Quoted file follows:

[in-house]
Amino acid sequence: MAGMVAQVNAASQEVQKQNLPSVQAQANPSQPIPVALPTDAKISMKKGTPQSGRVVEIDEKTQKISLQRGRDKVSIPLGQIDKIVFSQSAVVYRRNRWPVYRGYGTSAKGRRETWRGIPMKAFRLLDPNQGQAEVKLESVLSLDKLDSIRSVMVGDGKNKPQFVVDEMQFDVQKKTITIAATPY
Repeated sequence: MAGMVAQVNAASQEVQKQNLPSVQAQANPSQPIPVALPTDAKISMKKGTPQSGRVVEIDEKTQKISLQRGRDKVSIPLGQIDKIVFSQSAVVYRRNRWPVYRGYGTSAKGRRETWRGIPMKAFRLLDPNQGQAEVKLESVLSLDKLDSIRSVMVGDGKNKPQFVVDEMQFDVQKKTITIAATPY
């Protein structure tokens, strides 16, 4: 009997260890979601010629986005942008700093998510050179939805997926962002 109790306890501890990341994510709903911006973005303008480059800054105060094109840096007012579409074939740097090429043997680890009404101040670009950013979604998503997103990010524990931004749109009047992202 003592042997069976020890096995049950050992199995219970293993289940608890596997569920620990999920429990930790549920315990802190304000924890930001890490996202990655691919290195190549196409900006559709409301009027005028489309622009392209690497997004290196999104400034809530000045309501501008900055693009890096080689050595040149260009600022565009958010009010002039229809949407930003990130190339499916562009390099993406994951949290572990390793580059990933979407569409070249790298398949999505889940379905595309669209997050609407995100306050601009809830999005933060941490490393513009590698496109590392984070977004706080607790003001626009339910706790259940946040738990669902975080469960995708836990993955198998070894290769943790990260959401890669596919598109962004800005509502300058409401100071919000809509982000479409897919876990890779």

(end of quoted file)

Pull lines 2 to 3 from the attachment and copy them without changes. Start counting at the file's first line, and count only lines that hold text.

Amino acid sequence: MAGMVAQVNAASQEVQKQNLPSVQAQANPSQPIPVALPTDAKISMKKGTPQSGRVVEIDEKTQKISLQRGRDKVSIPLGQIDKIVFSQSAVVYRRNRWPVYRGYGTSAKGRRETWRGIPMKAFRLLDPNQGQAEVKLESVLSLDKLDSIRSVMVGDGKNKPQFVVDEMQFDVQKKTITIAATPY
Repeated sequence: MAGMVAQVNAASQEVQKQNLPSVQAQANPSQPIPVALPTDAKISMKKGTPQSGRVVEIDEKTQKISLQRGRDKVSIPLGQIDKIVFSQSAVVYRRNRWPVYRGYGTSAKGRRETWRGIPMKAFRLLDPNQGQAEVKLESVLSLDKLDSIRSVMVGDGKNKPQFVVDEMQFDVQKKTITIAATPY